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Shinya Inoué

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Shinya Inoué

Shinya Inoué (井上 信也 Inoue Shin'ya?, born 1921) is a Japanese-born American biophysicist and cell biologist, a member of the National Academy of Sciences. His research field is the visualization of dynamic processes within living cells using the light microscope. Currently he is a researcher at the Marine Biological Laboratory.

Inoue can be considered the father of the field of cytoskeleton dynamics. In the 1940s and 50s he built the first microscope capable of imaging dynamic processes in live cells, using polarized light, and proved for the first time that the mitotic spindle is composed of aligned protein fibers.[1] We now know these fibers are microtubules. By perturbing cells with agents that cause microtubules to depolymerize (e.g. colchicine or high pressure) or polymerize excessively (e.g. D2O), Inoue demonstrated that spindle fibers are in a state of rapid dynamic equilibrium with a pool of soluble subunits in the cytoplasm. He went on to show that artificial polymerization and depolymerization of spindle fibers can generate forces within the cell, and proposed that chromosomes are normally moved by such forces during mitosis. These ideas were summarized in a seminal review in 1967.[2] He also was the first to develop video microscopy, and wrote a major textbook on the subject.[3] Consistent with Inoue's pioneering ideas, it is now widely believed that chromosome movement during mitosis is powered by microtubule depolymerization. We also know that force generation by polymerization and depolymerization of cytoskeletal protein fibers is perhaps the most ancient of motile mechanisms within cells, whose use extends back to bacteria.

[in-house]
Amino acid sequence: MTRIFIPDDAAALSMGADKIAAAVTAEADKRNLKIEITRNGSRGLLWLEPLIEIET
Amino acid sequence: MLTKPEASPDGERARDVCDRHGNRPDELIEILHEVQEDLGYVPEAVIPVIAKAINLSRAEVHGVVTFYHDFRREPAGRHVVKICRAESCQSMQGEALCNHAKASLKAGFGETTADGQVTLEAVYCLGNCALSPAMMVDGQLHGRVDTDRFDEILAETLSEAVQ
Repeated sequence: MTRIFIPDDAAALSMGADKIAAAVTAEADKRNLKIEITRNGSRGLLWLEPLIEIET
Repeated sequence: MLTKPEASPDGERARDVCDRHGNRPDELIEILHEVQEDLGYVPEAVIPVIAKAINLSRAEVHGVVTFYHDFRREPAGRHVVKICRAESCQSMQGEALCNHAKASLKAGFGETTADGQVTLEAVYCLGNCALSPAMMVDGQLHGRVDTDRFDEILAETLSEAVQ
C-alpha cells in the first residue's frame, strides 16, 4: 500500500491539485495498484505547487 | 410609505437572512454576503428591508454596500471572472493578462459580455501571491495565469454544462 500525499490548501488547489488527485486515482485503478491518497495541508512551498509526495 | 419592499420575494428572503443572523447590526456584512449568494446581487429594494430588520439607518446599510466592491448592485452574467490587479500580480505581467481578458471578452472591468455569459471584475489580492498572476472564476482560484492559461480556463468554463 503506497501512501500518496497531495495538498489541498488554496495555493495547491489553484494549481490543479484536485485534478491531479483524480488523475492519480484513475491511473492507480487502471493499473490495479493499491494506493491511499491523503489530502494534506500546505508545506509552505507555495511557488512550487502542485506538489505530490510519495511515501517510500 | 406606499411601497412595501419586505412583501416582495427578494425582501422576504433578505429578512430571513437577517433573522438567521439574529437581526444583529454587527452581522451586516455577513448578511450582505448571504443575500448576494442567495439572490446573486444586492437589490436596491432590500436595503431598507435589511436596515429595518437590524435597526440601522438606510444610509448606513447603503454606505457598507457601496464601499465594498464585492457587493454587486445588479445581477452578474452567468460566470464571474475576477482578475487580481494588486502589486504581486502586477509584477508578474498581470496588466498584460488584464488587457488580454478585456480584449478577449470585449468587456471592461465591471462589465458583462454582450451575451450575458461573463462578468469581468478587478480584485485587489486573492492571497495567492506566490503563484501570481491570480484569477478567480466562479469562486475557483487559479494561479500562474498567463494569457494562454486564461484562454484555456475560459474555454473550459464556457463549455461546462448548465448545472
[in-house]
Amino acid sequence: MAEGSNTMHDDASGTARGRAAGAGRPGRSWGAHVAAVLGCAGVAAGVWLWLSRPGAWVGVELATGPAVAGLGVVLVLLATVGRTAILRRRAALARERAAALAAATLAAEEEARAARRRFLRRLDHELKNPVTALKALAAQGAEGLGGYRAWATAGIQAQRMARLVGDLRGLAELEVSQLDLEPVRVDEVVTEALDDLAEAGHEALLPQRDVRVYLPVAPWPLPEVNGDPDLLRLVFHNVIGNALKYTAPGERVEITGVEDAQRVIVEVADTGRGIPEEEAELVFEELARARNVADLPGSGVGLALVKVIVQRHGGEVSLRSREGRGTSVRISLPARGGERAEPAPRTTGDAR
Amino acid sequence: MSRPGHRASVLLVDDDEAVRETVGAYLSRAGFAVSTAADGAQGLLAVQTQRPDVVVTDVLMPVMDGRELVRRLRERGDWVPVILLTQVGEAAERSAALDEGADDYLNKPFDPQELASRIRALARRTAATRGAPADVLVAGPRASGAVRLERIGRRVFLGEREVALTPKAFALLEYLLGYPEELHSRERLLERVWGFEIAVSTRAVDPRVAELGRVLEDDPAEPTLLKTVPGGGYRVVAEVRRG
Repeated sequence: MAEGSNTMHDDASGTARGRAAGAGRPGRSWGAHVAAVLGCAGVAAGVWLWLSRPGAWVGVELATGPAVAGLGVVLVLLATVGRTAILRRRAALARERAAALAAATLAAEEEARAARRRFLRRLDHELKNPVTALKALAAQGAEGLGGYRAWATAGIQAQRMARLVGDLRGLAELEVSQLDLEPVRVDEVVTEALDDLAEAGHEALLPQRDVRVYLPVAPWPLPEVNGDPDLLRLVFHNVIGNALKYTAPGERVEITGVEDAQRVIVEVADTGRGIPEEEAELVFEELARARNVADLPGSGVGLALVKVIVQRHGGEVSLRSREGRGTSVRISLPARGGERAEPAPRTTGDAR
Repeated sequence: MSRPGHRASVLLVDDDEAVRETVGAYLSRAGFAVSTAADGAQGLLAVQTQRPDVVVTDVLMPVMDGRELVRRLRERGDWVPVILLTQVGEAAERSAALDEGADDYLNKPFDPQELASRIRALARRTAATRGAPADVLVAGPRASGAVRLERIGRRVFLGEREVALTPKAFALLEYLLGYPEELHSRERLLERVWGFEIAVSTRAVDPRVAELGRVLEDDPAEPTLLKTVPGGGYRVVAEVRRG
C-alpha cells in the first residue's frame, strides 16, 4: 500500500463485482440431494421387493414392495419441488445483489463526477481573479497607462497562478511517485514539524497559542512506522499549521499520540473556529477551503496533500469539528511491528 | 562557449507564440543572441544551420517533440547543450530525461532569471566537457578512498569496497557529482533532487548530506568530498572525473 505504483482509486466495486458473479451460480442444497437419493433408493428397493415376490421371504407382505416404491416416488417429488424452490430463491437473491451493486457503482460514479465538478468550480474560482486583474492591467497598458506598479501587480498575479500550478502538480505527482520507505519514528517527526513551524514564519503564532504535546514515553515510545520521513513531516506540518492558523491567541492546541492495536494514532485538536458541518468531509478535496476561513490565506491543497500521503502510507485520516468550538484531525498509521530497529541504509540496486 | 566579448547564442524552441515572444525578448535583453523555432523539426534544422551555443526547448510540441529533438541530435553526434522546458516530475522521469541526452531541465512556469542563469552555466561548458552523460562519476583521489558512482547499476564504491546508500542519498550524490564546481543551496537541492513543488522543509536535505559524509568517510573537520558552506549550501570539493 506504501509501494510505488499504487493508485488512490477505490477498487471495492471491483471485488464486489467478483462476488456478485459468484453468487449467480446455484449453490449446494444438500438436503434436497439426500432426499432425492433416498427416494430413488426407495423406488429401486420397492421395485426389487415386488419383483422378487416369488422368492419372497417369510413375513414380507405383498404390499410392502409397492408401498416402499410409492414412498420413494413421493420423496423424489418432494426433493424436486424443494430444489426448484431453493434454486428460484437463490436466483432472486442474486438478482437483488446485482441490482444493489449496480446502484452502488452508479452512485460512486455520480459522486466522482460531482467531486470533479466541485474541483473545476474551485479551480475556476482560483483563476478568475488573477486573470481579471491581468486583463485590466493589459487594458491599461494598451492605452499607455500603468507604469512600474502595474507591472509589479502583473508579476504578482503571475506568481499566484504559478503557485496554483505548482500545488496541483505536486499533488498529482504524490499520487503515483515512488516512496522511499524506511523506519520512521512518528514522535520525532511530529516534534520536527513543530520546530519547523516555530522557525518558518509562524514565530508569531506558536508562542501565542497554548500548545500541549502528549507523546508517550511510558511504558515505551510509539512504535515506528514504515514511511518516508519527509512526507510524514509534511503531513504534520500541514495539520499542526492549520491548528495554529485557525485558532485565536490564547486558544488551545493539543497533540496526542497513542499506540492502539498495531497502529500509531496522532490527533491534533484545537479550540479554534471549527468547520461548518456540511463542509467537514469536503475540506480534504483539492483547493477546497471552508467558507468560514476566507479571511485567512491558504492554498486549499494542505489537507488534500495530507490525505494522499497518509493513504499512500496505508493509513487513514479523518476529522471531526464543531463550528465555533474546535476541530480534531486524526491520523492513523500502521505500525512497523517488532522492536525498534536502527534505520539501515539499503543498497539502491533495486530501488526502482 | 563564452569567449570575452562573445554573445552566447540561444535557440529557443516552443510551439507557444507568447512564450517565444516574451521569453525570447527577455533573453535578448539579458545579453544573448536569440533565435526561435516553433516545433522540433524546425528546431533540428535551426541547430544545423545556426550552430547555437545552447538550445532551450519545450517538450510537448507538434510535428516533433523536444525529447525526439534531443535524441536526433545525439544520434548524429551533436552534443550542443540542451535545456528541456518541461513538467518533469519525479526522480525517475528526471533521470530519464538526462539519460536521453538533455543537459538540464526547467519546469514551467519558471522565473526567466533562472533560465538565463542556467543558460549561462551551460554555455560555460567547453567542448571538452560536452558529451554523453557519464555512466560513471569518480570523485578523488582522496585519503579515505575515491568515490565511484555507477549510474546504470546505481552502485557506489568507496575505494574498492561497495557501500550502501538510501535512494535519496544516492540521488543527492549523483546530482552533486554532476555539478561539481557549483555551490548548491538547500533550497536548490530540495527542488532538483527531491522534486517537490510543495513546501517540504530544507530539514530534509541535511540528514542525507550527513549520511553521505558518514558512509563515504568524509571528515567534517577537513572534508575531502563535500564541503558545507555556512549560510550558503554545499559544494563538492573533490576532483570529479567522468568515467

• 1951 Ph.D. Biology, Princeton University
  • 1950 M.A. Biology, Princeton University
  • 1944 Rigakushi Zoology, Tokyo University


  • Order of the Sacred Treasure, Gold Rays with Neck Ribbon, May 2010
  • International Prize for Biology from the Japan Society for the Promotion of Science, December 2003
  • Ernst Abbe award, New York Microscopical Society, 1997
  • United States National Academy of Sciences, Elected, April 1993
  • E.B. Wilson Medal, 1992
  • Guggenheim Fellowship, 1970


  • "For 6 decades, he's been a visionary", The Boston Globe, June 19, 2006 [1]
  • "Inoué takes Japan's int'l prize", The Scientist 2003, 4(1):20030922-04, September 22, 2003 [2]

External links

  • Laboratory of Shinya Inoué
  • Shinya Inoué's short talk: "The Dynamic Mitotic Spindle"
  • "A tribute to Shinya Inoué", JCB - The Rockefeller University Press
  • "Pioneers in Optics", Molecular Expressions
  • Shinya Inoué Honored by the Government of Japan, MBL Press release

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